February 25, 2021

Dental FAQ

It’s not uncommon for those who don’t spend their day immersed in the dental world to have questions about the field. It’s normal to be curious and we definitely encourage patients to ask questions that will help keep them informed about how they can help ensure a healthy mouth for themselves and their families. We’ve highlighted some of the most frequently asked questions we hear from patients. Is an electric toothbrush better than a manual toothbrush? Both electric and manual toothbrushes will clean your teeth. The best way to ensure a good clean is by taking your time - you should be brushing for 2-3 minutes. Take this time to clean all of the surfaces in your mouth thoroughly. Patients may find that manual toothbrushes that have varying bristle heights help to loosen plaque are more effective, but we recommend choosing the brush that works best for you. It is important to make sure that you’re choosing the correct brush strength and using the right pressure to ensure you don’t cause damage to your gums. What type of toothpaste should I use? Most toothpastes on the market are going to clean your teeth. They’ll help rid your mouth of bacteria...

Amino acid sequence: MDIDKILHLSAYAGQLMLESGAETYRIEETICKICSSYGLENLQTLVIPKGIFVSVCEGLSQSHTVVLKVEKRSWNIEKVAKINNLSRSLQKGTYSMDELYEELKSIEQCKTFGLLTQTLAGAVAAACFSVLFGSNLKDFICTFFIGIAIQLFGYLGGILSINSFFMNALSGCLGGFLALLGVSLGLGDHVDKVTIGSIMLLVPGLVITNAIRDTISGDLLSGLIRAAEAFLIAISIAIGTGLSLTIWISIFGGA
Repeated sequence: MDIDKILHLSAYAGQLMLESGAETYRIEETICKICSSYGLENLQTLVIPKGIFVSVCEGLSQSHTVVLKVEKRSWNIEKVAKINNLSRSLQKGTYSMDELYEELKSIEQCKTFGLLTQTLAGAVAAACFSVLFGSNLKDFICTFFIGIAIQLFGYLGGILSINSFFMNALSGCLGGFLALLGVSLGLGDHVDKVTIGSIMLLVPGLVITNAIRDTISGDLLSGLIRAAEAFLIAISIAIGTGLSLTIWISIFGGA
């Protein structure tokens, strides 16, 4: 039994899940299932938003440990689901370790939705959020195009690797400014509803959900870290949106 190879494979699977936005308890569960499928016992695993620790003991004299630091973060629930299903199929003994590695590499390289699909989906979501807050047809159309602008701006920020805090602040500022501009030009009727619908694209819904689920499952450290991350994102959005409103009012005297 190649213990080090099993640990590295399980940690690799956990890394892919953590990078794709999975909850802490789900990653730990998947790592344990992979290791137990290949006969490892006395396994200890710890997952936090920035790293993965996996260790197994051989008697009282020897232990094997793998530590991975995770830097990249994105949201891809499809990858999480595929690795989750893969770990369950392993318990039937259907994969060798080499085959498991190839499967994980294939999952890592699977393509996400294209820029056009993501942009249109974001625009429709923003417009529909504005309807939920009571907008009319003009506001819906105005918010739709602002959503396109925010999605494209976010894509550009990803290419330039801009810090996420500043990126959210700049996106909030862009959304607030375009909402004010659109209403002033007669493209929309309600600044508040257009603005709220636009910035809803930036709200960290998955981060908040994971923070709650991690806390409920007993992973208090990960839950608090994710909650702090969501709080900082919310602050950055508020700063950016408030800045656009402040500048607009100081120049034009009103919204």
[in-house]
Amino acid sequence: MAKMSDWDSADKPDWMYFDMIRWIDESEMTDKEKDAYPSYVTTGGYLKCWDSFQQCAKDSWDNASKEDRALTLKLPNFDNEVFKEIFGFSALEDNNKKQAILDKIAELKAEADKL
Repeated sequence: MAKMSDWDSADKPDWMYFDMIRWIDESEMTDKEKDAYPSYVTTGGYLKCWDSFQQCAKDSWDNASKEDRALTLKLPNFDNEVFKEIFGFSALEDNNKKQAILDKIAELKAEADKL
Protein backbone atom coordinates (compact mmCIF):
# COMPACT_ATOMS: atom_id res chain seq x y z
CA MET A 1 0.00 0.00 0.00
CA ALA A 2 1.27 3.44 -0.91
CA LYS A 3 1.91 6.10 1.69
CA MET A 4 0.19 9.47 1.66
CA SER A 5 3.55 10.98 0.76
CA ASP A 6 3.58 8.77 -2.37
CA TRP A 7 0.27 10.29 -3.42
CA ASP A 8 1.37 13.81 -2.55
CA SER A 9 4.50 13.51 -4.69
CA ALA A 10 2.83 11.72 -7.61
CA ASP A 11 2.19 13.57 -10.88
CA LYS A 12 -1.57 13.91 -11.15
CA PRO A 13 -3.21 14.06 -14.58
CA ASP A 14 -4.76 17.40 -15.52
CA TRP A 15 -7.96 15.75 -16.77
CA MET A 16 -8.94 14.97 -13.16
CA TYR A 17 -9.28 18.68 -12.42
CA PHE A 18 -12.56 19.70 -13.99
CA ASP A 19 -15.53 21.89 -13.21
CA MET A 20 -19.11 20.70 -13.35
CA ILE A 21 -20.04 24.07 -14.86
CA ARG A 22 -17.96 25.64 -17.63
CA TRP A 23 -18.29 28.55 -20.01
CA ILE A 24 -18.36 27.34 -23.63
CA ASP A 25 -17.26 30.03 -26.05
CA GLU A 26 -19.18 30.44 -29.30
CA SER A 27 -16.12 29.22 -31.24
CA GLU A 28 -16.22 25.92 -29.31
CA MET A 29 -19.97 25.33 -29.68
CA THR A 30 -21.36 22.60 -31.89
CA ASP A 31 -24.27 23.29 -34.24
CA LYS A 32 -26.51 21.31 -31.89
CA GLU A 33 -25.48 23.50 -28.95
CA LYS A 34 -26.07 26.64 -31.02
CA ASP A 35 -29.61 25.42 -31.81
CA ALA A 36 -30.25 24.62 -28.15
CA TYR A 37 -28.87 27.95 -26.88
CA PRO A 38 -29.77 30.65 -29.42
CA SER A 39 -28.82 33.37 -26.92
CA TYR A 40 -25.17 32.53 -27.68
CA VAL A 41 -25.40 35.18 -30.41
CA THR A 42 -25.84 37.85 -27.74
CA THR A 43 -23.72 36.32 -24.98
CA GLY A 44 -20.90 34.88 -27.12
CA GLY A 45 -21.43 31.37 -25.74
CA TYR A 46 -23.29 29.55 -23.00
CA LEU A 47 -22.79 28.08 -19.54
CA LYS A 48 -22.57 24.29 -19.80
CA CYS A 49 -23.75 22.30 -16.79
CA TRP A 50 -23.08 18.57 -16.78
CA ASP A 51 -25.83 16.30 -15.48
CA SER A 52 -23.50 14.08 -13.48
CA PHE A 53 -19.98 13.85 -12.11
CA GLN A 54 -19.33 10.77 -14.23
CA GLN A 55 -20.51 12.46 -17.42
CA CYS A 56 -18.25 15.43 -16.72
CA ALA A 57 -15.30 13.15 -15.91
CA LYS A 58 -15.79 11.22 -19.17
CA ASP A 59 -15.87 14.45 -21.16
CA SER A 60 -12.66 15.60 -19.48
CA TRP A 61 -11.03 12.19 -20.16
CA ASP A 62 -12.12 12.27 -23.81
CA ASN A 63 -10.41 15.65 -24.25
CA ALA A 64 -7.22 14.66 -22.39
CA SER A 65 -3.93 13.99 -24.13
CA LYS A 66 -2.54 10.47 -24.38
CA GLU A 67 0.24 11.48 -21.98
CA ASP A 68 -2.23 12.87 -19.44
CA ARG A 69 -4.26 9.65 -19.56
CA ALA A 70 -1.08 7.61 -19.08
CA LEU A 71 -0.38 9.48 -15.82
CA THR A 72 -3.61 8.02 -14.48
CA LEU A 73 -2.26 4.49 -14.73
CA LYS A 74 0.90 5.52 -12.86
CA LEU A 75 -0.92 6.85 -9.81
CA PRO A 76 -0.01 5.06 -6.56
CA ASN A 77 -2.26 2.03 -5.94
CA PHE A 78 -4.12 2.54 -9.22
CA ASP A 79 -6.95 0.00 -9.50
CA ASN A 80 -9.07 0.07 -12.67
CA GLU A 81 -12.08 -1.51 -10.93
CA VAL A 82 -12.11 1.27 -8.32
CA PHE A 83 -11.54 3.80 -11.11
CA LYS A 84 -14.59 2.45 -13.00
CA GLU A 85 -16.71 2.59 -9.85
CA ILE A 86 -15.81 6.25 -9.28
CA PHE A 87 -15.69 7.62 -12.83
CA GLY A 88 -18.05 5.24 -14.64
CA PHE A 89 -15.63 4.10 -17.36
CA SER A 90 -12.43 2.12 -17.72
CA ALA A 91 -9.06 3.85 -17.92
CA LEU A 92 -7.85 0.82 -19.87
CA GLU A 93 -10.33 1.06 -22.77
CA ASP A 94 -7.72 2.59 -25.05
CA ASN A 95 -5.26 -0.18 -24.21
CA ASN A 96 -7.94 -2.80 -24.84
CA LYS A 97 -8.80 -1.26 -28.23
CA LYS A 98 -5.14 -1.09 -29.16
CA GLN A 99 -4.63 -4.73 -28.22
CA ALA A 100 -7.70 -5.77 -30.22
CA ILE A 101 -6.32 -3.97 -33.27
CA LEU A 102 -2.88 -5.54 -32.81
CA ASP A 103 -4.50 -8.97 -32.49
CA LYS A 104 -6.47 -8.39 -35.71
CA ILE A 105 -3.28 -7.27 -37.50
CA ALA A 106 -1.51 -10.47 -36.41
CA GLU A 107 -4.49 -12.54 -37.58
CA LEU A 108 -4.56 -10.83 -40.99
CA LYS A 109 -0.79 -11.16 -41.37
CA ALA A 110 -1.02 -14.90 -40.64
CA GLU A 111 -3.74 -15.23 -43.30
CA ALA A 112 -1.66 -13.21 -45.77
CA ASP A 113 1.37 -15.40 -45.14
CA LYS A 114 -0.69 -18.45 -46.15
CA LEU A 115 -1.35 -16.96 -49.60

February 11, 2021

What is Tooth Decay

Tooth decay, more commonly referred to as cavities, are one of the most common dental problems in the world today – especially in children. Cavities are permanently damaged areas in the hard surface or enamel of your teeth. If left untreated cavities can become larger in size and eventually they will begin to affect deeper layers of the tooth. What Are the Symptoms of Tooth Decay It’s not uncommon for patients who are dealing with cavities to experience zero symptoms prior to diagnosis by a dentist. However, warning signs of this particular dental issue might present in the following ways: Tooth pain Tooth sensitivity Pain when you bite down or brush Visible holes or pits in your teeth What Causes Tooth Decay Tooth decay is a process that occurs over time. Unlike a chipped or cracked tooth, the route to a cavity can take several months or years. The decay is caused when plaque, a clear sticky film, forms on the tooth. Plaque occurs when sugars and starches from things that we eat and drink aren’t properly cleaned off the teeth. (https://www.nidcr.nih.gov/health-info/tooth-decay/more-info/tooth-decay-process) Over time, the acids in the plaque will begin to attack the tooth, eating away at the hard,...